The second is that the benefits of artificial intelligence technology are going to disproportionately benefit the United States and China. It’s going to cause our two countries to surge further ahead from the rest of the pack in the international community and create this dynamic that I call asymmetric bipolarity, where these two big powerful countries stand as poles in the international system with different governance systems, different economic systems, neither can dominate the other, but neither is satisfied with the way the other organizes itself. And so one of the great questions of our time is how our two countries are going to manage this tension.

And then the third big issue is climate change. It’s becoming more and more acute, and the effects are being felt more rapidly by more people around the world. Unless the United States and China can find a way to come together on this issue, it’s going to be nearly impossible to bend the curve.

Q: What are you working on now?

A: Right now I’m working on two projects. In the short-term, I’m trying to take a look at how artificial intelligence technology is going to affect the U.S.-China relationship. What is it going to do to the United States and China interact with each other, view each other, and treat each other and the international system? Over the longer term I’m trying to work on a book project that looks at how the United States could and should adapt its strategy to deal with the effects of a rising China.

Q: You mentioned the U.S. and China are in a high-stakes, race-to-the-top competition in the AI field, like a Cold War arms race. Can you talk more about that?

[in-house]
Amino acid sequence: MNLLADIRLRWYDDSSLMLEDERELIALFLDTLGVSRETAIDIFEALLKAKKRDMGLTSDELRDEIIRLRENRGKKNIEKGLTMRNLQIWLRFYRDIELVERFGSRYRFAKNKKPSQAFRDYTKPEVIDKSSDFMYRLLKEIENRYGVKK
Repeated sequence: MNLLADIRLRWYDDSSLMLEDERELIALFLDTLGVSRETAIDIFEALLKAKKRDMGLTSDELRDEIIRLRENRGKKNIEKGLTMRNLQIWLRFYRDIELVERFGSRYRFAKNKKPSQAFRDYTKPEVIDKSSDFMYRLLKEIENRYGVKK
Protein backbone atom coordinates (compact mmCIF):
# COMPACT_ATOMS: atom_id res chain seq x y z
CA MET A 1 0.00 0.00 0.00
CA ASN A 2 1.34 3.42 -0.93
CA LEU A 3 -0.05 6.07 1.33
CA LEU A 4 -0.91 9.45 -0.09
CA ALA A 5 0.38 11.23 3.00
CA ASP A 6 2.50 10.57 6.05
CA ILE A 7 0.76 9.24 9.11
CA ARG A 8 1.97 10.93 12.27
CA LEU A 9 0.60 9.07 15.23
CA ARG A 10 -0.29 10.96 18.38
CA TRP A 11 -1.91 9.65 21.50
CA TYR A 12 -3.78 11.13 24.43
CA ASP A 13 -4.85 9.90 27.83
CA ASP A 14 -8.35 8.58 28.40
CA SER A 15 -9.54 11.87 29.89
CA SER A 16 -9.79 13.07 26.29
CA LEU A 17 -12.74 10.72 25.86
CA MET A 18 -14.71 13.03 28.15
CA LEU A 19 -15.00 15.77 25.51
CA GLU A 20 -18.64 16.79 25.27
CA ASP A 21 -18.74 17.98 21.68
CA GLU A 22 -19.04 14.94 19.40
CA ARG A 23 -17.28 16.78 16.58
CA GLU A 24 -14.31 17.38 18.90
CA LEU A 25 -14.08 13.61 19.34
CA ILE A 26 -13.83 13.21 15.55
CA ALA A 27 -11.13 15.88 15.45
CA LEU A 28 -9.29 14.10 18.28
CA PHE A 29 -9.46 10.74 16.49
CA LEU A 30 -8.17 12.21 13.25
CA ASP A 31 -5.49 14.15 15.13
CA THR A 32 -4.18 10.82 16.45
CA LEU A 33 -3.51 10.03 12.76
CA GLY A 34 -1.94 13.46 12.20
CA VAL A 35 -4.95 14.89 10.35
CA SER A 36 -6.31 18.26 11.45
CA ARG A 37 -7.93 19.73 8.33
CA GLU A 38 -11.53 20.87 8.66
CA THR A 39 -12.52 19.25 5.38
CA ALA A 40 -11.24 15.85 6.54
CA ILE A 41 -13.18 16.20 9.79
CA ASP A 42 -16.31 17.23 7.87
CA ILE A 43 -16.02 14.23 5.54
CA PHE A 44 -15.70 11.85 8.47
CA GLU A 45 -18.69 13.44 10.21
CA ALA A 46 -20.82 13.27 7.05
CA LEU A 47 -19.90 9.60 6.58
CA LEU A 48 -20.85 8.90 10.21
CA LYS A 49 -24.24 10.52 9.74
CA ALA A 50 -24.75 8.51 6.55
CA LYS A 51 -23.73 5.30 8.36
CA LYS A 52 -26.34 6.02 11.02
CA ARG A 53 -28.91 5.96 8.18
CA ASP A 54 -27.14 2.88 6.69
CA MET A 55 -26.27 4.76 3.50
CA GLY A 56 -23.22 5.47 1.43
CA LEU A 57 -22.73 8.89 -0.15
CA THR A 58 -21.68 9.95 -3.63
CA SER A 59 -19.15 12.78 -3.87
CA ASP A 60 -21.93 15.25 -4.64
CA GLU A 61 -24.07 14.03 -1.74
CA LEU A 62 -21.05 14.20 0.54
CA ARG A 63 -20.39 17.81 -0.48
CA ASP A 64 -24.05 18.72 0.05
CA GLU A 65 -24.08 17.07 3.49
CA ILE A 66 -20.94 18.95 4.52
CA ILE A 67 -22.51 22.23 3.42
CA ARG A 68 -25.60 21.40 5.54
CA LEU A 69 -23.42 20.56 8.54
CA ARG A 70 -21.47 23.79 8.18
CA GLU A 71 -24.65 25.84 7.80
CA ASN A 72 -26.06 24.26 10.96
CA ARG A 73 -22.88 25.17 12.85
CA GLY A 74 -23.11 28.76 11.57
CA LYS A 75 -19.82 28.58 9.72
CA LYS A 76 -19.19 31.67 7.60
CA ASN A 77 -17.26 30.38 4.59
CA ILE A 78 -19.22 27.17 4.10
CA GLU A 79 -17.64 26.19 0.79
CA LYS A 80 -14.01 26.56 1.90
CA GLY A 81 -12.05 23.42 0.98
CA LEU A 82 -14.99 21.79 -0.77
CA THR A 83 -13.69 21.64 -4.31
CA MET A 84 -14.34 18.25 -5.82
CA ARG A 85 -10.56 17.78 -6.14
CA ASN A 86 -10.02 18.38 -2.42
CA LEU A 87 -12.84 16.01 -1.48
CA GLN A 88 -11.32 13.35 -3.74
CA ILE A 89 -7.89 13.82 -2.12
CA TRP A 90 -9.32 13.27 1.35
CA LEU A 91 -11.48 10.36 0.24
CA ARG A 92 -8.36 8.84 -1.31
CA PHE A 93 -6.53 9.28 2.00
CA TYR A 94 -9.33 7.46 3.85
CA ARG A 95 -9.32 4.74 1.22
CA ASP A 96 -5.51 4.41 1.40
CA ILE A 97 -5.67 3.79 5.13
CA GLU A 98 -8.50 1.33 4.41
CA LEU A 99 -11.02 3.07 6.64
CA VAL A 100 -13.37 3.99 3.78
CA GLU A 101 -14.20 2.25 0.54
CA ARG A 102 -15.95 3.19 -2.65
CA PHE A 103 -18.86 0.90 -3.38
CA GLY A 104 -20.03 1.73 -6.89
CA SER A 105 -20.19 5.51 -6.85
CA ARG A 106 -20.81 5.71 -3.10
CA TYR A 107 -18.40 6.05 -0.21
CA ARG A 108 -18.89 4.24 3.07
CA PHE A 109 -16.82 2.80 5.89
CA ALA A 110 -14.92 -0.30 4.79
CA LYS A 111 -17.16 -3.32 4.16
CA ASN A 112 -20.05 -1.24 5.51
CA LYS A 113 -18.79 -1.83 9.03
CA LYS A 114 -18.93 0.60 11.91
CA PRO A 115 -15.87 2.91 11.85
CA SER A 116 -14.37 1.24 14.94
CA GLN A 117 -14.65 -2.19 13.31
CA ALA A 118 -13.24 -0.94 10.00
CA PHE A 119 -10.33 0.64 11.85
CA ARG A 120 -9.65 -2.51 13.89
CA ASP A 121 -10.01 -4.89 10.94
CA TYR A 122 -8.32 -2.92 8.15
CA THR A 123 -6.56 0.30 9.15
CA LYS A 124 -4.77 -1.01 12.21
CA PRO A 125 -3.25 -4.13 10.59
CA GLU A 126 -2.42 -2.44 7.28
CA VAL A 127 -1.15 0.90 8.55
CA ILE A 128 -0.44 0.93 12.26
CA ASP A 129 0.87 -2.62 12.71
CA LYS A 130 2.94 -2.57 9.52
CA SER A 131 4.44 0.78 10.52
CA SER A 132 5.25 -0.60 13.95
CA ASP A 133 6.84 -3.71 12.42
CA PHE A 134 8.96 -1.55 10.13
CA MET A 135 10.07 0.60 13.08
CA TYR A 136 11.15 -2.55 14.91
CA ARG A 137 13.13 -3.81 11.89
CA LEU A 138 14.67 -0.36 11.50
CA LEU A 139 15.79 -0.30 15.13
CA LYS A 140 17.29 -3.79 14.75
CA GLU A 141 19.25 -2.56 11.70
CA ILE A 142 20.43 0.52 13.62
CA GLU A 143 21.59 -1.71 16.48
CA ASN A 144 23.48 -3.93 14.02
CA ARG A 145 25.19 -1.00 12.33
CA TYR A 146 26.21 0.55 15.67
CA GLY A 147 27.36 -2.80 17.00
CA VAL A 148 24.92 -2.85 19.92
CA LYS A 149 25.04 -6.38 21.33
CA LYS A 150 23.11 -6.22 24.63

A: It’s become very popular to think of competition between the United States and China in artificial intelligence technology issues in Cold War terms. Whether it be an arms race, or a Sputnik moment, or some of these other evocative terms that bring us back to the competition that existed between the United States and the Soviet Union during the Cold War.

I’m actually not terribly comfortable with that framing because I think that it colors the way that our two countries will interact with each other on this issue. It cuts both ways. It certainly will create intensifying competition in the technology sphere, but at the same time the United States and China both are navigating the frontier of technology, and we can do it alone or we can do it together. We can learn from each other or we can learn our own lessons apart from each other. My view is that by using Cold War terminology to describe the dynamic that’s at play between the United States and China in artificial intelligence technology, it complicates the ability of our two countries to sort this out together.

Q: If you could recommend any book to our listeners, what would it be?

A: First of all, it depends on whether we’re looking forward or backward. If we’re looking backward, there’s an author named Jonathan Spence who has written some of the most profound things about the history of China. And there’s no one better on the subject. If we’re looking forward, I would recommend a book by Kai-Fu Lee, who is a world-renowned technologist, who recently published a book called “AI Superpowers.” It looks at how the United States and China together will deal with artificial intelligence.

Megan Drake contributed to this post.